- For education purposes, the patient/client may need to be informed and offer their express consent. The obtainment of this consent should be acknowledged in any online posts. This does not differ to use of information in any other medium, for example photographs.
- For discussions involving a patient/client’s care, ensure that the patient/client’s identity is protected and that the patient/client situation cannot be identified by the sum of information available online.
Maintain a professional behavior online
Whatever posts or statements you made in your social networking sites, this will reflect your personality, beliefs, attitudes and even the norms that you adhere to. Make sure that you do not defame someone online or make negative comments about a person. This act can lead to serious derogatory effects including damaged reputation, tension in relationships with colleagues or an effect on the defamed person’s work or profession.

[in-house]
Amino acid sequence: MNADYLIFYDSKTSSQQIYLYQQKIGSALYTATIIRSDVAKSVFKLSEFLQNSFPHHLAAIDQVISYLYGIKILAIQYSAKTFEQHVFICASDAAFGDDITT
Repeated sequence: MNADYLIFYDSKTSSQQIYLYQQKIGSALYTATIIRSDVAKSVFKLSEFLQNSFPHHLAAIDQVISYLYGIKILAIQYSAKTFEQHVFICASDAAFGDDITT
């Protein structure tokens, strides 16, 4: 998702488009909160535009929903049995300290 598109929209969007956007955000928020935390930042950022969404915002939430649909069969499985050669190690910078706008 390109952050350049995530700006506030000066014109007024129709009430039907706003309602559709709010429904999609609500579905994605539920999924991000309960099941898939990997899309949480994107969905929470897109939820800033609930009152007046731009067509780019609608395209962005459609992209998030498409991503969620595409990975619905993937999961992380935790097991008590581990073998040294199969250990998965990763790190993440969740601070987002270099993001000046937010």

The safest way to prevent this from happening is never open your laptop of computer and immediately post whatever you are feeling bad about. Never let Facebook, Twitter or any social networking sites your echo walls of your negative emotions. Take time out, allow to cool yourself, and tame your tempers.
Maintaining a professional helping-relationship
It is alright if you keep in contact with your patients online. This can be an avenue to check on with his or her condition, discharge plan activities, sharing information about health, and other related activities. But sometimes, there can be a danger if the nurse goes beyond the professional relationship and turn it into a social relationship with the patient. Be guided that professional relationship with patients is synonymous to therapeutic relationship. Built over time, this kind of relationship can eventually benefit the patient as it aims to provide therapeutic conditions.
Again, RCNA gave specific guidelines on this matter (Rcna social media, 2011):
- It is recommended that nurses don’t connect with or accept patients/clients or former patients/clients as ‘friends’ on social media sites as they could be at risk of breaching therapeutic relationships.